Photonic crystal nanolaser biosensor simplifies DNA detection

01/14/2015
Photo: Dark grey surface with periodic black holes

Top view of the nanolaser, in which the center narrow slot (horizontal line) is the main part of the sensor. The periodic holes form a photonic crystal, and although the size of the holes appears to fluctuate they have been intentionally modified so the laser's emission is effectively extracted to the top; ©Yokohama National University/ Toshihiko Baba

A new device offers a simpler and potentially less expensive way to detect DNA and other biomolecules through changes in surface charge density or solution pH.

A simple method to sense DNA, as well as potential biomarker proteins of cancer or other diseases such as Alzheimer's, may soon be within reach - thanks to the work of a team of Yokohama National University researchers in Japan.

As the team reports, they created a photonic crystal nanolaser biosensor capable of detecting the adsorption of biomolecules based on the laser's wavelength shift.

Equally impressive, the nanolaser biosensor enables detection of the surface charge from its laser emission intensity, which in turn can also be used to sense the adsorption of biomolecules. Using laser intensity to detect biomolecules is potentially less expensive than the fluorescent tagging or spectroscopy techniques typically used in biosensors because it is a simpler procedure.

When the team first set out to explore photonic crystal nanolaser sensors, they were not focusing on the intensity of the laser emission because it is sensitive to the quality of the fabricated laser and, frankly, they didn't expect it to show sensing signals.

"In the beginning we focused on wavelength behavior, but quickly noticed that [the laser emission] intensity is influenced by both pH and polymers," noted Toshihiko Baba, a professor in Yokohama National University's Department of Electrical and Computer Engineering. "Our results were very reproducible and, interestingly, we found that the behaviors of the wavelength and intensity are independent."

The team was surprised by these results, which they discovered when they deposited a protective film of thin zirconium dioxide (ZrO2) over the device using atomic layer deposition, and then tried sensing in liquids of high or low pH and liquids containing charged polymers. The coating was necessary to protect the nanolaser from damage and unwanted wavelength drift.

The nanolaser device can sense surface charge because the surface charge changes the occupancy rate of electrons at the surface states in the semiconductor of the nanolaser, Baba explained. "This modifies the semiconductor's emission efficiency."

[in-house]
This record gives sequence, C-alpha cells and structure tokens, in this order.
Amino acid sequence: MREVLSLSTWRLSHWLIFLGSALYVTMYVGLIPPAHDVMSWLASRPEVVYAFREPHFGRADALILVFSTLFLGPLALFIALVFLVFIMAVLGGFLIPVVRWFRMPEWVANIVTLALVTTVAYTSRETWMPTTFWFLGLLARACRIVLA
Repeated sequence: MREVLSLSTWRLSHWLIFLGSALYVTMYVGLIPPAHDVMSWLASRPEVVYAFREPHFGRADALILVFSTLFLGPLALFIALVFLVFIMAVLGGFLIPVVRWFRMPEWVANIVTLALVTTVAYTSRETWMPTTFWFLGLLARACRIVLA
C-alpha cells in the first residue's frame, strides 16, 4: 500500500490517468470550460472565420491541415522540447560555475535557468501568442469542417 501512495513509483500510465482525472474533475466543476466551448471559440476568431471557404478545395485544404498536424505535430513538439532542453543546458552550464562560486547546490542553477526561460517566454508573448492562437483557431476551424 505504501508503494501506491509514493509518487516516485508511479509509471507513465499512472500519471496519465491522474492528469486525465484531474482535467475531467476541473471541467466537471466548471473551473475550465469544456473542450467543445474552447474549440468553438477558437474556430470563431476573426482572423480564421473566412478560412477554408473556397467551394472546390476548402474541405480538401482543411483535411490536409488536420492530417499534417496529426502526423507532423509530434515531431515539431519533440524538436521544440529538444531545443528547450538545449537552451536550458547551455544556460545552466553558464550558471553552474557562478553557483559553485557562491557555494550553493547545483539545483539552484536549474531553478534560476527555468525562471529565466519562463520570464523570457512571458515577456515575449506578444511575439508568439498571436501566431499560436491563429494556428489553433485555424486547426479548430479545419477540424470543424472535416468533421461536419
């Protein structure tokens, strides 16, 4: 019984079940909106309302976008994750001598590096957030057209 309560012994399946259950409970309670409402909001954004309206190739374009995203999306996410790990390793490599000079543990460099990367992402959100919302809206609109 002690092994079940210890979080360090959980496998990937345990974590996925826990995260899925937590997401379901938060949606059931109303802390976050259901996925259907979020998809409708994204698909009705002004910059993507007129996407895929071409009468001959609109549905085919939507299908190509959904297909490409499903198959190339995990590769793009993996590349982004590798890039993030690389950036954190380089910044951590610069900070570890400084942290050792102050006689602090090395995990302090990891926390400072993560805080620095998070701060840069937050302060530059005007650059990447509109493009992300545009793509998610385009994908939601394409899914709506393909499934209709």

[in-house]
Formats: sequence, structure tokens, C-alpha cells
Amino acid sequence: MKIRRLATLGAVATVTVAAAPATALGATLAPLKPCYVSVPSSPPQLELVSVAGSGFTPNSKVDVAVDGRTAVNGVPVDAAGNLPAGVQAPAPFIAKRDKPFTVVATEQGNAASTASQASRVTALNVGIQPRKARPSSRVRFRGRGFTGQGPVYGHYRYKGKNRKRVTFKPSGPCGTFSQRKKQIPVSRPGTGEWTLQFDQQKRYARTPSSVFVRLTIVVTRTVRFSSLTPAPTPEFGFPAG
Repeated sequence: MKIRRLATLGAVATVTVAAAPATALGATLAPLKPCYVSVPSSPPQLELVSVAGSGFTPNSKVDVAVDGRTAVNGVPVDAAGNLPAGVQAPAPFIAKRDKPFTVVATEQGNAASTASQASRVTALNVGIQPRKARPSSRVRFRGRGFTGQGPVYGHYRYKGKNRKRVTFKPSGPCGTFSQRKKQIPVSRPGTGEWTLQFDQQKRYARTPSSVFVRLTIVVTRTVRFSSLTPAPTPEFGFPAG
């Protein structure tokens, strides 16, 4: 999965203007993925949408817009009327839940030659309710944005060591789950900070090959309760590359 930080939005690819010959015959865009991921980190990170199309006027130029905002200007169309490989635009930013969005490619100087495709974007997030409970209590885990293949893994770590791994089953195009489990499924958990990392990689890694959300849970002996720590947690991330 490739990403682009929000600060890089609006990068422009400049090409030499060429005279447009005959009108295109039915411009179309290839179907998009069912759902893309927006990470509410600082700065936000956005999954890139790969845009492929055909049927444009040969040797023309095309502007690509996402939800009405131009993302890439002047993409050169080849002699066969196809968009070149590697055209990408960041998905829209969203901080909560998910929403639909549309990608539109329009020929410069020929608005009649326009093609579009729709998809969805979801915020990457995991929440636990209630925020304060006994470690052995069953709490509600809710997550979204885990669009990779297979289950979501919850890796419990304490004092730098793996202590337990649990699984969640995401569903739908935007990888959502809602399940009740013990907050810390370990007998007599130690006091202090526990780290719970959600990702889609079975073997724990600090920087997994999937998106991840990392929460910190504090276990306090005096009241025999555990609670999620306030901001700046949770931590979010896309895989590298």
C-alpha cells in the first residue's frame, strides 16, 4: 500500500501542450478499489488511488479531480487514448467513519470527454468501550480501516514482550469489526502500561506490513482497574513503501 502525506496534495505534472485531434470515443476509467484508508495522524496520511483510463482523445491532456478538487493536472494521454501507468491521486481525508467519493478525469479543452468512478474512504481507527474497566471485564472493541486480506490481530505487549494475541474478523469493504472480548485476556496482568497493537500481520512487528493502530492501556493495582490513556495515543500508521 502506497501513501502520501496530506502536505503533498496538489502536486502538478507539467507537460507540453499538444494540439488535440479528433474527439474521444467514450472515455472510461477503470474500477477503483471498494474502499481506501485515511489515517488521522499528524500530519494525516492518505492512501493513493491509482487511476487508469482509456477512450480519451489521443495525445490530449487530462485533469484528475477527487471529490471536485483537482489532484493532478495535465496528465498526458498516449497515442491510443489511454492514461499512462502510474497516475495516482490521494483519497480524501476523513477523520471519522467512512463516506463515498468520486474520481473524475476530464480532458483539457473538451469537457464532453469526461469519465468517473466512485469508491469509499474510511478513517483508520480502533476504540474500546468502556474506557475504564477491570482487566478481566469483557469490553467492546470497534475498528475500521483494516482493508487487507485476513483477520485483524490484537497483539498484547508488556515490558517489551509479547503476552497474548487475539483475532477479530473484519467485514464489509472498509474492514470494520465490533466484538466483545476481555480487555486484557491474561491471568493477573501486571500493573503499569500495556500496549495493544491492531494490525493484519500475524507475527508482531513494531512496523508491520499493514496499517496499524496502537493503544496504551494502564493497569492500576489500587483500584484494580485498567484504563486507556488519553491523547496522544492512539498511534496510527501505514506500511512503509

So far, the team's work is the first report of the detection of surface charges using such photonic sensors. "It enables detection of the adsorption of biomolecules from the nanolaser biosensor both in terms of wavelength and intensity," Baba said. Since it involves different physical parameters, the researchers can examine the details of the biomolecules.

It also "enables detection of the adsorption by measuring only its intensity, which is a significant advantage compared to conventional methods," Baba added.

One conventional biosensing method "relies on fluorescent labels that are functionalized to biomolecules in advance," he elaborated. "We can easily see the target biomolecules by using photoexcitation, which is the de facto standard method used today in bioscience and medical diagnoses." The downside? The functionalization process of the fluorescent labels is expensive. For this reason, many research groups have developed label-free methods such as those using resonance in optical cavities and plasmonic states. However, these require spectral analyses using spectroscopy of wavelength or resonance optical angle - also expensive.

By contrast, the team's nanolaser biosensor needs neither labels nor spectrometers if they use the intensity change. This greatly simplifies detection, which they've already demonstrated in the case of DNA.

Among the many potential applications for the nanolaser biosensor, the team hopes "to apply it to sensing DNA, biomarker proteins of cancer, Alzheimer’s, etc., from human bodily fluids such as blood - as a simpler procedure than any others before now," noted Baba. "Next we will be investigating the sensitivity, selectivity, and stability of this phenomenon. If these issues can be cleared, it will move another step toward practical use."

"Our research project, which runs from 2012 to 2016, ultimately targets the development of a photonic crystal nanolaser sensor for biomarker detection," said Baba. "We are working to further simplify and improve the sensor so that it will be ready for practical use within a few years."

COMPAMED.de; Source: American Institute of Physics